"Though we are many, we are one body because we all share in one bread" is said during the fraction (breaking of the wafer) in part 3.
'The breaking of the bread can be seen simply as a means of breaking the bread or wafers into convenient pieces prior to distribution, a sharing-out of the one bread among the many who are one body, in the now well-known phrase from Augustine commenting on 1 Corinthians 10:17. It can also be seen as an imitation of the third of the dominical acts of the Last Supper, or as a symbolic representation of our Lord's broken body at Calvary." (Bradshaw, Companion to Common Worship Vol 1,129). See also 1 Corinthians 12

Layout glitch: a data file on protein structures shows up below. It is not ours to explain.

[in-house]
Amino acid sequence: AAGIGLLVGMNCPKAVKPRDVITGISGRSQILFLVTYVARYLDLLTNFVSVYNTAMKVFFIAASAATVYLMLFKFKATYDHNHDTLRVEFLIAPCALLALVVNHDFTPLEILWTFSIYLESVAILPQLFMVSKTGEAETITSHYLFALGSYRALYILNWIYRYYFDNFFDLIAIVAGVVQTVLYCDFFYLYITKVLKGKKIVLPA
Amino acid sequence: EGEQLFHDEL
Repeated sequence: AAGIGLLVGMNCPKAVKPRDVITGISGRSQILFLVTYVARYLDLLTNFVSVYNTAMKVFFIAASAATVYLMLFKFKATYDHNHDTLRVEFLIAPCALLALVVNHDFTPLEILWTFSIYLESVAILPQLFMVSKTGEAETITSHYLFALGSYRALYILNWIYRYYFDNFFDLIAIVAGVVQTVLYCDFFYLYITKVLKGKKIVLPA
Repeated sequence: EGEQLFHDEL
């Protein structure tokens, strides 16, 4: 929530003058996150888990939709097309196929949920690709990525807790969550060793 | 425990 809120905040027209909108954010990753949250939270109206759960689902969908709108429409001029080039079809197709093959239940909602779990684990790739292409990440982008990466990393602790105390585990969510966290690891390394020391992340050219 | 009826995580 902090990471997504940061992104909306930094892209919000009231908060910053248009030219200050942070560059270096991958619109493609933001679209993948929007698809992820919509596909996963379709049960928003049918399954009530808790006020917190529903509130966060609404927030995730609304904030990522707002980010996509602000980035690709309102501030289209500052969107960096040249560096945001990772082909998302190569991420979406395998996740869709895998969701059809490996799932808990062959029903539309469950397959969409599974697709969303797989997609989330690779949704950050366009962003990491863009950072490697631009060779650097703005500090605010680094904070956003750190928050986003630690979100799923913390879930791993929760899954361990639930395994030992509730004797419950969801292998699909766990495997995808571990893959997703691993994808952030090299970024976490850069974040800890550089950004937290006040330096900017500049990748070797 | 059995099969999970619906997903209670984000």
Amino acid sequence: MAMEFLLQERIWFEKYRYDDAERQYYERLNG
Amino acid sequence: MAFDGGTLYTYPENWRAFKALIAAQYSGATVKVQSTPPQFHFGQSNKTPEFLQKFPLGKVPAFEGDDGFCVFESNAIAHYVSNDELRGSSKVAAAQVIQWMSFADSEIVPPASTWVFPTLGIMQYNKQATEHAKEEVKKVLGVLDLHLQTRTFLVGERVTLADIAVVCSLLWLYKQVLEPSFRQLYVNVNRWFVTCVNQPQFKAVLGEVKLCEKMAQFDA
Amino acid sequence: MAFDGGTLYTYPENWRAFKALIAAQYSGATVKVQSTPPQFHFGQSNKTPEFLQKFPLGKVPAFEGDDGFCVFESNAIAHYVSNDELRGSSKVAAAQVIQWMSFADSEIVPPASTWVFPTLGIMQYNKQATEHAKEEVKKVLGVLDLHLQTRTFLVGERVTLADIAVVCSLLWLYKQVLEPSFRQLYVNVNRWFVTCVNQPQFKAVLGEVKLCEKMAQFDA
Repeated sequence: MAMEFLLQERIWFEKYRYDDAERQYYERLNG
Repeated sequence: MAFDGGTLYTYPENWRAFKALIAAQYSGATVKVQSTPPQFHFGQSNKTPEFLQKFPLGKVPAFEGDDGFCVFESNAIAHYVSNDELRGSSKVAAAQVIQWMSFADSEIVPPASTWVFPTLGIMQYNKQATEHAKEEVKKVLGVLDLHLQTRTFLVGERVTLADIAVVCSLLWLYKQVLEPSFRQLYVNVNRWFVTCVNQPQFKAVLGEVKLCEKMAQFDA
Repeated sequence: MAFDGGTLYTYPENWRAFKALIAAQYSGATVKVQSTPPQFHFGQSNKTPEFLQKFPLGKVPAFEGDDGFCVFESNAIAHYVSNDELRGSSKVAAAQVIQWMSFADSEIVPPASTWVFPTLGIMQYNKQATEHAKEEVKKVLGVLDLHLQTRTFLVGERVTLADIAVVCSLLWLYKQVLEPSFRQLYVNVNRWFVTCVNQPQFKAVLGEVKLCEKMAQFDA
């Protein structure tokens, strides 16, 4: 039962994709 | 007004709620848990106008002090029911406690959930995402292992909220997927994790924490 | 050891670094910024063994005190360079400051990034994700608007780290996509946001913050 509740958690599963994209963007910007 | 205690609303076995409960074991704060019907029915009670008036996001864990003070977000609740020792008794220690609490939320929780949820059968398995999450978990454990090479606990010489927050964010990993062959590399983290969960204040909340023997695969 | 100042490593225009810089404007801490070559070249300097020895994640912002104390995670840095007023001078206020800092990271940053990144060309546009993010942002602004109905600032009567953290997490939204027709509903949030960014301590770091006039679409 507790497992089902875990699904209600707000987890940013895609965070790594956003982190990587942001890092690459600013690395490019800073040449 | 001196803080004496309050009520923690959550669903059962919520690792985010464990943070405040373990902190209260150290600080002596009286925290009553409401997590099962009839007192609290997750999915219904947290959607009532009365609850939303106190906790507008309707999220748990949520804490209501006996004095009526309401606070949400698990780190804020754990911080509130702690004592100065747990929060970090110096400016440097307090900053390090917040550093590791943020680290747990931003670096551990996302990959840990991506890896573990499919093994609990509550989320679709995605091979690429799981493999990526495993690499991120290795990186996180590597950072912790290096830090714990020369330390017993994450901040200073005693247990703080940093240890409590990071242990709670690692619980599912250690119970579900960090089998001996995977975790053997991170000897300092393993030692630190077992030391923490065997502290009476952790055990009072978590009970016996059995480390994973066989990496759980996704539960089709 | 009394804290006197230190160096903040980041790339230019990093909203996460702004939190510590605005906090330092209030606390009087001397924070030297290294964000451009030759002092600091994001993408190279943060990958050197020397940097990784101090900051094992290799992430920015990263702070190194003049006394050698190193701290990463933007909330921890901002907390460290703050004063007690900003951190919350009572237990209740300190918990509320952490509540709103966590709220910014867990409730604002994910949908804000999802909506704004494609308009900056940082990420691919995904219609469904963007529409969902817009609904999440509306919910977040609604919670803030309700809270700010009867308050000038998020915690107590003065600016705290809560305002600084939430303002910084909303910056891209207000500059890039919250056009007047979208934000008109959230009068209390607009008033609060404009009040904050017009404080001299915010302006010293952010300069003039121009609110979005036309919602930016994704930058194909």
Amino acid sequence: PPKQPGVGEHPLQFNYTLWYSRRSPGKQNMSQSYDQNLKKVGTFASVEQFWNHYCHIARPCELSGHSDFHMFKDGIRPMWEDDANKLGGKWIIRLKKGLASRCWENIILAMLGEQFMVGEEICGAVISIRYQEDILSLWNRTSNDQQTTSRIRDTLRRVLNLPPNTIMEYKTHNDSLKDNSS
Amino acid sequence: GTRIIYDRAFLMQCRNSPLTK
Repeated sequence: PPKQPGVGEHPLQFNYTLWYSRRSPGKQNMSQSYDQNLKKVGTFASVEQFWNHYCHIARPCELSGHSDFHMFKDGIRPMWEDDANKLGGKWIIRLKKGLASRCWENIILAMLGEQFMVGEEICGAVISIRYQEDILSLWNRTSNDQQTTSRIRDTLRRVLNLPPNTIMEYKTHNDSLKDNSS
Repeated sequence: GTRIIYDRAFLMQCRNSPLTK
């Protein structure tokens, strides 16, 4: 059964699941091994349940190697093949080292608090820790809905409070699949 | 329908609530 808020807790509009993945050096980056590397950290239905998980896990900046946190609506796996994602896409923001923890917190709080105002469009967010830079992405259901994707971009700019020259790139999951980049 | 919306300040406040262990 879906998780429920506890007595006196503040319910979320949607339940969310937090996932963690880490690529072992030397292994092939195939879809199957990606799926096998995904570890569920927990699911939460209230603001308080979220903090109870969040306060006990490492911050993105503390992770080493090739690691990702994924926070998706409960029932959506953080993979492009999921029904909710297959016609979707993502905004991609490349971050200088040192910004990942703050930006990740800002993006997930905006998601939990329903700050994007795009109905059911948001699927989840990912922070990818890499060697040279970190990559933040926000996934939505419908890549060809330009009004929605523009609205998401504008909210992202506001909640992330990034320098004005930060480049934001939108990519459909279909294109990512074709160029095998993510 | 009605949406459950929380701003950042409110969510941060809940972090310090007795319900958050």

"From earliest times, the Eucharist has been a public and not a private affair, the assembly of the people of God and not the private devotion of individuals. In the Epistle to the Hebrews (10.25), Christians are warned not to 'forsake the assembling of (themselves) together'. The account of the Eucharist at Corinth (1 Cor 11.17ff) clearly envisages a corporate act of the local church, and Ignatius of Antioch similarly exhorts Christians to take care to assemble more frequently to give thanks (eucharistein) and praise to God. For Ignatius, the Eucharist is a sign of the unity of the people of God--there is one Eucharist as there is one flesh of our Lord Jesus Christ, one Church, on bishop, one altar. In the Didache too (in a passage which may refer to the Eucharist), Christians pray that the bread now broken and 'scattered upon the mountains' (referring to the scattering of Israel, cf Nah 3.18) may be reassembled into one; and for Augustine, Christians are to see in the many grains, ground by the prayers of exorcism, moistened by the waters of baptism and now united in the one eucharistic loaf, the image of themselves as the Body of Christ, the Church. For many of the Fathers, the eucharistic assembly is thus an image of the Church, the people of God assembled with their Head both receiving and awaiting their final redemption. Hence it is but natural that disunity among Christians (the formation of parties or sects) would have as one of its first signs the establishment of a separate altar with a separate bishop and that the reunion of Christians after schism (or with due penance performed after lapsing) should always be symbolised by the invitation to share in one another's Eucharist or, in the case of penitents, to return to the sacraments.' (Halliburton, R. J., "The Patristic Theology of the Eucharist," 202-3)